# Is there a subset which is bounded for one metric but not for the other?

We are given these two metrics on $C([0,1])$ (this space stands for the vector space of continuous functions from $[0,1]$ to $\mathbb{R}$): $d_{\infty}(f,g)= \sup \{|f(x)-g(x)|$ where $x \in [0,1] \}$ and $d_{1}(f,g)= \int_{0}^{1}|f(x)-g(x)|dx$.

Is there an example of a subset of $C([0,1])$ which is bounded for one of those metrics but not for the other? I reckon there isn't, since we're dealing with bounded functions here (the continuous funtions are defined on a closed interval), and so all subsets of $C([0,1])$ will be bounded for both metrics. Is this correct?

(Definition of boundedness: Let $(X,d)$ be a metric space and $A \subseteq X$. We say that $A$ is bounded if there exists an $M \in \mathbb{R}^{+}$ so that $d(x,y) \leq M$ for every $x,y \in A$.)

• Any subset which contains both $0$ and $f_n(x)=nx$ cannot be bounded over $d_{\infty}$, so what you said isn't correct. Commented Jun 12, 2017 at 17:06
• Observe $d_1(f,g) \leq d_{\infty}(f,g)$. So if a subset is bounded with respect $d_\infty$, it has to be bounded with respect to $d_1$. Commented Jun 12, 2017 at 17:07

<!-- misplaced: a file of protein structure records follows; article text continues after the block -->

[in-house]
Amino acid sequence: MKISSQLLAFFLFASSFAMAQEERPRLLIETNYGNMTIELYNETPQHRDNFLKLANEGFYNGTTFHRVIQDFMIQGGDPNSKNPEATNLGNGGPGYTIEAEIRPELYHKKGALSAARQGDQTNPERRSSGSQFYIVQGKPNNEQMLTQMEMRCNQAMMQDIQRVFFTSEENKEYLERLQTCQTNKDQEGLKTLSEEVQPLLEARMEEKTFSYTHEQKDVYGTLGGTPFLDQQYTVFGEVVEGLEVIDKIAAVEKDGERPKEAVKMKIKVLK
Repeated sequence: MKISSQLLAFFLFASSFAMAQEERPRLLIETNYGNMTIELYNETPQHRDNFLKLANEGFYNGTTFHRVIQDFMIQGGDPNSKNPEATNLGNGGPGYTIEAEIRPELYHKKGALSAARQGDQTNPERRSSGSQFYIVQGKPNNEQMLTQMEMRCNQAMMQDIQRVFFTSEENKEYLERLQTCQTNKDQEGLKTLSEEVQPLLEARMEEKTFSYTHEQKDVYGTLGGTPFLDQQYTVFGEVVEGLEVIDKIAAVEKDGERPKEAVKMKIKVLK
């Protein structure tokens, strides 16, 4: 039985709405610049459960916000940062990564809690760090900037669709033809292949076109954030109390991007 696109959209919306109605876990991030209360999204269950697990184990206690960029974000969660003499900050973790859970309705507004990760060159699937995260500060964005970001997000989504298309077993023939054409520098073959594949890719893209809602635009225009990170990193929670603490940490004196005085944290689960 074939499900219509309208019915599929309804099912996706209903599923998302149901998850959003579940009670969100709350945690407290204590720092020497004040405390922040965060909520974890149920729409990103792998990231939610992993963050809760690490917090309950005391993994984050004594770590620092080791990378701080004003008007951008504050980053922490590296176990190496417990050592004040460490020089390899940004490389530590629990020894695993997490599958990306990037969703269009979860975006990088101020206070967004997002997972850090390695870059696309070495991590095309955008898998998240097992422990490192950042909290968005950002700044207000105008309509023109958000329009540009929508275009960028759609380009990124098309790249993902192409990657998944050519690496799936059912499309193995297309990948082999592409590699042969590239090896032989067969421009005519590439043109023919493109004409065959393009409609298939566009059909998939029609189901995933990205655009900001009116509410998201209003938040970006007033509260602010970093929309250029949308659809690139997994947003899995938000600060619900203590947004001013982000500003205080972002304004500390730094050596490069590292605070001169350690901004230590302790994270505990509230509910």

• @SahibaArora But the converse of that statement is not true Commented Jun 12, 2017 at 17:13
• @ChristopherHalverson I think he/she was just suggesting that if you want to look for a counterexample then it must be that $d_{\infty}$-unbounded. Commented Jun 12, 2017 at 17:16
• @ChristopherHalverson Yes yes absolutely. user160738 had already covered that part so I didn't mention it. I was just putting light to the fact that while looking for a counterexample we need to find a subset which is bounded in $d_1$ but not in $d_{\infty}$. Commented Jun 12, 2017 at 17:17

Let $f_n$ be the piece-wise linear function which is $0$ at $0,\frac{1}{n}$ and $2n$ at $\frac{1}{2n}$. This class is bounded in $d_1$ as $d_1(f_m,f_n) \leq 2$ for all $m,n \in \mathbb{N}$, but is unbounded in the $d_{\infty}$ norm.